Volume 23, Issue 3 (1994)
Science: Educational Tools for Diverse Learners
Bonnie Grossen, Nancy R. Romance, Michael R. Vitale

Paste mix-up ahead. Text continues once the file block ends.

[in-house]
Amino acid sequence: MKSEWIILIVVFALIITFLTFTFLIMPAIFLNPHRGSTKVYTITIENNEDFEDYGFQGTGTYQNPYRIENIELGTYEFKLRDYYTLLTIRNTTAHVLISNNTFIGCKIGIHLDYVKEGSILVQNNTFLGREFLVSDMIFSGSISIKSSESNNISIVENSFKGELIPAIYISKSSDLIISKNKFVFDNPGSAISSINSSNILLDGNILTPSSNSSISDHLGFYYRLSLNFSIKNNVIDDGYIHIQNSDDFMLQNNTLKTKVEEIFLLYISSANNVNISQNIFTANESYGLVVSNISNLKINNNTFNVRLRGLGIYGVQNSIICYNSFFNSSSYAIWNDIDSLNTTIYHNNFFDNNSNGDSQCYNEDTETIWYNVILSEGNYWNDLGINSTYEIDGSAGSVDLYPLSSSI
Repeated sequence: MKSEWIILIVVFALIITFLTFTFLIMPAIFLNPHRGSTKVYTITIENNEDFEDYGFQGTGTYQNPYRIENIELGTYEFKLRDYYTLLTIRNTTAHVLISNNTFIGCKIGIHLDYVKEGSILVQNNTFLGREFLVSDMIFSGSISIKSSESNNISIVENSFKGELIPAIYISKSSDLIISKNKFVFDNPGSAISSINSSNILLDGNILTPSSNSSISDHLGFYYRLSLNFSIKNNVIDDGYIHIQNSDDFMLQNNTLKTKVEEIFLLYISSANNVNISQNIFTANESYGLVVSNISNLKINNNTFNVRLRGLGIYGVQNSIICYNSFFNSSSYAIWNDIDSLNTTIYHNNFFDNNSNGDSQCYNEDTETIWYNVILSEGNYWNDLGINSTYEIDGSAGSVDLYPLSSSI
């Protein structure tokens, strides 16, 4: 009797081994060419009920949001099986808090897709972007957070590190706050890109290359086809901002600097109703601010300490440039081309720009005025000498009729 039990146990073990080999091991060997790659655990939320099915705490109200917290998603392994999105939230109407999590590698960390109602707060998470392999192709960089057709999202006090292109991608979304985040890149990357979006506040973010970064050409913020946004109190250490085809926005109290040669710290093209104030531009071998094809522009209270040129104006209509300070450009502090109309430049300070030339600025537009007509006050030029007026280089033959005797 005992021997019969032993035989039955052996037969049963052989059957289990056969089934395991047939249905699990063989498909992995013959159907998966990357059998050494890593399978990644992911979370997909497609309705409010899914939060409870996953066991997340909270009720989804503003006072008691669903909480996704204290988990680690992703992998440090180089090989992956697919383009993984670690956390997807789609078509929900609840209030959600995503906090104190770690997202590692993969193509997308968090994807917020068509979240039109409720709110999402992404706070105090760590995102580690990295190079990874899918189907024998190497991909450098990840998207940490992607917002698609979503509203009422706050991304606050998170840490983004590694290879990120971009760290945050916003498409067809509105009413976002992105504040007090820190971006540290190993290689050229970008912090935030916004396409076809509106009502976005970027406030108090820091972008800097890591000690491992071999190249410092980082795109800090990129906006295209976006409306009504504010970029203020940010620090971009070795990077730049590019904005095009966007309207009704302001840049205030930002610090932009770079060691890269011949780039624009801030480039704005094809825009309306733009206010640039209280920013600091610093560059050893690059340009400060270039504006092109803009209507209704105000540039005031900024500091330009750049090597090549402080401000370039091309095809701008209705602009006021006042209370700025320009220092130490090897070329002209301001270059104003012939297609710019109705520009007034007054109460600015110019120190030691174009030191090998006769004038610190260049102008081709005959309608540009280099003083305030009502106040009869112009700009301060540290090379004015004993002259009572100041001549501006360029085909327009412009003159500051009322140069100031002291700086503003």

This article provides background for school psychologists to use in consulting with teachers about learning problems in science. The emphasis is on (a) the conflicting forces acting on teachers - poor performance, increasing expectations, curriculum reform, and current curricular practices; and (b) how curricular interventions can help solve and even prevent learning problems. The two approaches that have dominated current practice and proposed reforms in science education during the past few decades, process, or activity-based inquiry (nonexplicit) approaches, and traditional, textbook-based, teacher directed approaches, do not align well with the research-based design features of quality science curricula diverse learners need. Considerate, well-designed instruction in the big ideas of science is proposed as an alternative to current practice and proposed reforms. Four important research-based guidelines for designing or selecting science education materials are described.
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